As a merchant account provider, we know it’s not just chargebacks that can get a merchant in trouble with their acquiring bank; too many returns can be damaging also. So when we read in the Wall Street Journal this week about a handful of major retailers that have been using a third party to track consumers return behavior, we gave a subtle cheer. We believe this is the start of something: Merchants fighting back against fraudulent and excessive returns.
E-commerce and brick and mortar businesses have been burdened by the fraud epidemic in the form of bogus chargebacks, return fraud and/or friendly fraud – instances of which are growing year over year. Frankly, we shouldn’t be surprised in the least – all retailers, not just the big ones, need to protect themselves. Lately we’ve seen several subtle signs that merchants and the card issuers have had enough.
Some retailers have had enough. Here are 3 recent events in payments signaling a shift in return and refund tolerance.
1. Everyone is talking about The Retail Equation
What is the industry that is hampered most by chargeback fraud?
Without question, it is the electronics industry. When we read the Wall Street Journal story, it identified how retail electronics giant Best Buy recently partnered with The Retail Equation (which has since merged with Sysrepublic and is now called Apriss Retail), a firm that monitors customer return behaviors and abuses (other large retailers have since been discovered as current or former clients of The Retail Equation). It makes perfect sense.
We’re taking issue with the Journal’s headline, however: How Your Returns Are Used Against You at Best Buy, Other Retailers. We get that the Journal needs a catchy headline to get readers to click. As a merchant account provider, however, we’d have given a headline such as ‘Are you a serial return abuser? Know that you’re being watched,’ because of what we’ve seen as far as chargeback and return abuse.
Bravo to Best Buy and the other retailers. It’s good that they’re fighting back.
2. Visa’s crackdown on chargebacks
Recently we blogged about changes in chargeback disputes that Visa is implementing on Apr. 15:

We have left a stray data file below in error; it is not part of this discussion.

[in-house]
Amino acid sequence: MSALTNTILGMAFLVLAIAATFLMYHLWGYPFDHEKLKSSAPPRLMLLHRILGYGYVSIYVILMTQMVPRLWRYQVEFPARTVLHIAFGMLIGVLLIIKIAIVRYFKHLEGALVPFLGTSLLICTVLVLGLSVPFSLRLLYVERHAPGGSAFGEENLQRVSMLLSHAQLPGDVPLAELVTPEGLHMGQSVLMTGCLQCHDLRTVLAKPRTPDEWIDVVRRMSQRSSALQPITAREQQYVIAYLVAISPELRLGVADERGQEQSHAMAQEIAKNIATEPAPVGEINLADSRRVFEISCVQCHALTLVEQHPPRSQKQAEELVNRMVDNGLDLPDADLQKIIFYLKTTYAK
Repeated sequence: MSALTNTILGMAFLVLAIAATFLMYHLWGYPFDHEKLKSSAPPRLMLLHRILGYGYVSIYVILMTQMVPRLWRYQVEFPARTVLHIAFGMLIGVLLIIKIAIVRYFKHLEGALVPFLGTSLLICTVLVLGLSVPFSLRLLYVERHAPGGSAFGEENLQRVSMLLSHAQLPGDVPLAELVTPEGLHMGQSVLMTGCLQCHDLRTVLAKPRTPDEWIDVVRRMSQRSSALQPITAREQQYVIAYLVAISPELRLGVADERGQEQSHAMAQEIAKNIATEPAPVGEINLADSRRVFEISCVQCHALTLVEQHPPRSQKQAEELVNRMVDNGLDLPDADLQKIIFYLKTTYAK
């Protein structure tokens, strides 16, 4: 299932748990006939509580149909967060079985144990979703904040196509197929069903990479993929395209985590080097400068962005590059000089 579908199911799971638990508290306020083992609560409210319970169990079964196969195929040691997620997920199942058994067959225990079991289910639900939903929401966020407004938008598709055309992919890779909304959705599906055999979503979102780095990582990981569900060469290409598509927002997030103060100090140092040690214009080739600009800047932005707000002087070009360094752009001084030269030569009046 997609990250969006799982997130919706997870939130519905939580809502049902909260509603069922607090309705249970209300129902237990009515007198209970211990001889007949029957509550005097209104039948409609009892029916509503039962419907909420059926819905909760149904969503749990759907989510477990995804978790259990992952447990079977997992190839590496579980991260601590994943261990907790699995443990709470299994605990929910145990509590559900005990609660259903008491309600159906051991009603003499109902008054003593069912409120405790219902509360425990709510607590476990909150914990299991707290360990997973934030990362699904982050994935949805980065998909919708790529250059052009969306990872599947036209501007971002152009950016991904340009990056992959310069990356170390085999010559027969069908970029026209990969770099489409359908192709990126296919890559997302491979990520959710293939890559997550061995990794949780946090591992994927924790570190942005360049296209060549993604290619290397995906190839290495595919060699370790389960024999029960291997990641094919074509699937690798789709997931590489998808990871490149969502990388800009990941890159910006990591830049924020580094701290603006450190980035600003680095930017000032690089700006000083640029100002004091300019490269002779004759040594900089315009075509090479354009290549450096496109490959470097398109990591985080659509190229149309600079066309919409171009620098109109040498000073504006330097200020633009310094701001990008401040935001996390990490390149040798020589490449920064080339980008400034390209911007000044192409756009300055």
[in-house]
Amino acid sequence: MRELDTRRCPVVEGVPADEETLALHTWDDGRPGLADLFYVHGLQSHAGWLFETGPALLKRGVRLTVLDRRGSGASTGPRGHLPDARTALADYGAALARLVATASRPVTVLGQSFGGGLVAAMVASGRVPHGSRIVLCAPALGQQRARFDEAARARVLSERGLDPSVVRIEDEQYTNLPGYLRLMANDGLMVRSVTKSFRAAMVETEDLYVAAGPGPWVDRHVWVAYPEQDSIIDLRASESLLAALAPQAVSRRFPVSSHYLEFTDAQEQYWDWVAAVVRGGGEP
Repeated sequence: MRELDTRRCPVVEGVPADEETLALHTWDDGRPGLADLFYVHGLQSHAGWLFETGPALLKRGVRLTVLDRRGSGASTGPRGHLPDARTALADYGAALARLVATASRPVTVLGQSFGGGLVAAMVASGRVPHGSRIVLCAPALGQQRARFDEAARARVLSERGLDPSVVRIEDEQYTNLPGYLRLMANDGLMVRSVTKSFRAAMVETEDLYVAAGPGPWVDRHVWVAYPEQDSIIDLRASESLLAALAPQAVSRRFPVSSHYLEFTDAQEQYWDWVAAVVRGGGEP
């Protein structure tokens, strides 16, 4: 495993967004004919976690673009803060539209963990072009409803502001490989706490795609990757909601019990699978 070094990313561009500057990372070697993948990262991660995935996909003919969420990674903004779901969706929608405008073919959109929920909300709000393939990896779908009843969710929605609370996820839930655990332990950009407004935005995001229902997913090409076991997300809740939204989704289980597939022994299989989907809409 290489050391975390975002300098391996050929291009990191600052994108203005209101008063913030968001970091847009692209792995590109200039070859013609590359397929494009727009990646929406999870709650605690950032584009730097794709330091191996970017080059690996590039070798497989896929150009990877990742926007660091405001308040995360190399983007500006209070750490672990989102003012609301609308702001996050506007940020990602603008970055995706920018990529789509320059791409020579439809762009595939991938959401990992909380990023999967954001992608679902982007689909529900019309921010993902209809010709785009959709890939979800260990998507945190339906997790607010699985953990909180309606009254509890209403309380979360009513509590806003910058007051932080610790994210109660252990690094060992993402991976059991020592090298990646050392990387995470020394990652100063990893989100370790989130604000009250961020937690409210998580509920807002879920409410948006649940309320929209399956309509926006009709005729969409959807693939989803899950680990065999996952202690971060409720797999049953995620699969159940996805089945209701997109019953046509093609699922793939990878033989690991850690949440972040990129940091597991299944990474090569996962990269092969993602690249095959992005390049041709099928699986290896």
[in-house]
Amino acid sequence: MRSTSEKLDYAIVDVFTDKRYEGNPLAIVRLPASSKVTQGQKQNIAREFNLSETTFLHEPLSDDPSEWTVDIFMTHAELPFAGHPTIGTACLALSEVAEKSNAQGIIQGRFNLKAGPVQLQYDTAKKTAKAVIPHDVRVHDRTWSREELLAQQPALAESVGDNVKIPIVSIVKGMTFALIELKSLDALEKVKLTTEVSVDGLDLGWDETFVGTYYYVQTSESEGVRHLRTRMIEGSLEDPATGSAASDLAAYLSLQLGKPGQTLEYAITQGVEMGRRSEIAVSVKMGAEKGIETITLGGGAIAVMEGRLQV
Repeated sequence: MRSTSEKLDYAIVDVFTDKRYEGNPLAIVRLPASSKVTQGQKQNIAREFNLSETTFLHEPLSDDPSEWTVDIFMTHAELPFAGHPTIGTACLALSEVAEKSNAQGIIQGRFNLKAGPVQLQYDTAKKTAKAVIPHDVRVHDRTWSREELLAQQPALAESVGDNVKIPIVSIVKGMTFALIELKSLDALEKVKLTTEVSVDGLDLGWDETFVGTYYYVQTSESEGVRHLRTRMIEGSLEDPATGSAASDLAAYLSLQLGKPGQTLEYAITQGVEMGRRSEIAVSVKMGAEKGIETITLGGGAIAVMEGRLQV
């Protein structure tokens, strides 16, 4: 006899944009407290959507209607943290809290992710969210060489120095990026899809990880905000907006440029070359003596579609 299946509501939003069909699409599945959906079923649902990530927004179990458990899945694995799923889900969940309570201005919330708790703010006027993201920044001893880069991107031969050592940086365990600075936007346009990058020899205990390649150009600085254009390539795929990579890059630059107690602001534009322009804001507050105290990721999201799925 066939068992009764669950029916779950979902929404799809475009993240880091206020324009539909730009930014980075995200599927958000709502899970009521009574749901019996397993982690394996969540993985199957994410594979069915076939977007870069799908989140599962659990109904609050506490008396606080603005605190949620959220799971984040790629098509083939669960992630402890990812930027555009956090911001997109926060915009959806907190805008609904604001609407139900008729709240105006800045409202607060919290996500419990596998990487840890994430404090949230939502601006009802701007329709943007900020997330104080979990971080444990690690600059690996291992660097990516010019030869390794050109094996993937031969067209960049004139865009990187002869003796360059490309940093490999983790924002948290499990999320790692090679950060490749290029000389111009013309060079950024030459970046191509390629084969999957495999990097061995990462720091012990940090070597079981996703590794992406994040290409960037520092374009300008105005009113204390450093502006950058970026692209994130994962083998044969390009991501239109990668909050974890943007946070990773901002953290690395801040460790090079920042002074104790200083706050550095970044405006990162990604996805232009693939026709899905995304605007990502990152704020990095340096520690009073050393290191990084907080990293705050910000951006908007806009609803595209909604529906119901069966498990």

- Reason codes condensed into four categories called dispute conditions
- Elimination of ‘Transaction Not Recognized’
- Merchant response window from 45 days to 30, then eventually 20
The announcement marked the third time in little over two years that Visa has made significant amendments to its handling of chargebacks. In December 2015, the card issuing giant announced it was reducing its chargeback threshold from 200 chargebacks per month or 2 percent of sales to 100 per month or 1 percent of sales.
Visa followed with an announcement a year later that it was implementing a ‘pre-monitoring program’ for merchants who consistently hovered at or above 75 chargebacks per month/0.75 of monthly sales.
Merchants have no other alternative but to become better business people; namely, to fight chargebacks and sharpen customer service skills. As a merchant account provider, we can assist with this.
3. Change in L.L. Bean Return Policy
L.L. Bean, it’s hub located about an hour north of our home office in Portsmouth, NH, USA, used to have a terrific return policy in which their products were reasonably guaranteed for life. It was a rather open-ended policy that was based on good faith. In early February, citing a “small but growing number of customers has been interpreting our guarantee well beyond its original intent,” L.L. Bean changed its return policy.
Translated, consumers took full advantage of L.L. Bean’s good faith policy, many fraudulently, like hoarding all the L.L. Bean products one could find, even if they weren’t the original owner of such, and returning them for cash or store credit. Now, L.L. Bean will accept returns no more than a year from purchase – and consumers need to show proof of purchase. The retailer did add it would work with consumers “to reach a fair solution if the product is defective in any way.”
It’s sad, but L.L. Bean’s change in return policy signals new attitudes in e-commerce and retail climate. We empathize with L.L. Bean.
There is a downside
We can hear the backlash:
- Good-natured consumers will be wrongly targeted
- Some will see it as an invasion of privacy
- With the proper documents, consumers should be able to make returns wherever, whenever
These are all valid points, particularly Nos. 1 and 2. We specifically like L.L. Bean’s policy change where it states it will attempt to reach a fair solution. Though it might be seen as a grey area, it sends the message that it will, at the very least, listen to consumer cases.
As a merchant account provider, we strongly advise merchants to make their return/refund policies clear, easy to read and prominent on their websites.
Are you a merchant account provider? We are curious about your thoughts on retailers using companies such as The Retail Equation. Please leave your comment below.